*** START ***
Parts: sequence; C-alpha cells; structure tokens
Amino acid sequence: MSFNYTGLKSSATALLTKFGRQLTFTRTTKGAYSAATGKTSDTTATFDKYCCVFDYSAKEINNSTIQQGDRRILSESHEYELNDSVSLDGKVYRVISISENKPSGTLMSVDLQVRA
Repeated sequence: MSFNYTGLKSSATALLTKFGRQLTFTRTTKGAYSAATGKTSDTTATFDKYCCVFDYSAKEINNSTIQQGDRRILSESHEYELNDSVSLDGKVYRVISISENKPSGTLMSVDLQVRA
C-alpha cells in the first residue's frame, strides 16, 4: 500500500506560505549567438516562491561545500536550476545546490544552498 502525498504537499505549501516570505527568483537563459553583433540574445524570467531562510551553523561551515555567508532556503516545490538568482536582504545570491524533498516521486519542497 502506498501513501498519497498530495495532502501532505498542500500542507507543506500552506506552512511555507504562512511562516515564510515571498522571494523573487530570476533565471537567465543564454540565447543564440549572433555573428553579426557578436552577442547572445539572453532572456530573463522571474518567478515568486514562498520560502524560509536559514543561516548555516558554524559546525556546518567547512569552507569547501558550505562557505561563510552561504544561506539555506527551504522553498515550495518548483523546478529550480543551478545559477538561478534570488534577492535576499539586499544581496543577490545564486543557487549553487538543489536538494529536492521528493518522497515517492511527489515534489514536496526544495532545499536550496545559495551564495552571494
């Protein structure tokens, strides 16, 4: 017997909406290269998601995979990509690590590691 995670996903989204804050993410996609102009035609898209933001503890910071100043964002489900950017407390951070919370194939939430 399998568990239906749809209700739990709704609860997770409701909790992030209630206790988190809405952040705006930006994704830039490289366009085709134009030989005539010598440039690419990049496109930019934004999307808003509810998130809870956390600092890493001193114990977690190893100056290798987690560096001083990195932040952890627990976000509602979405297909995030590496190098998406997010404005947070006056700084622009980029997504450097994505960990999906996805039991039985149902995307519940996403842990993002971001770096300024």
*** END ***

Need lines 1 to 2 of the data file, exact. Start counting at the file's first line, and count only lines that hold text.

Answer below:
Parts: sequence; C-alpha cells; structure tokens
Amino acid sequence: MSFNYTGLKSSATALLTKFGRQLTFTRTTKGAYSAATGKTSDTTATFDKYCCVFDYSAKEINNSTIQQGDRRILSESHEYELNDSVSLDGKVYRVISISENKPSGTLMSVDLQVRA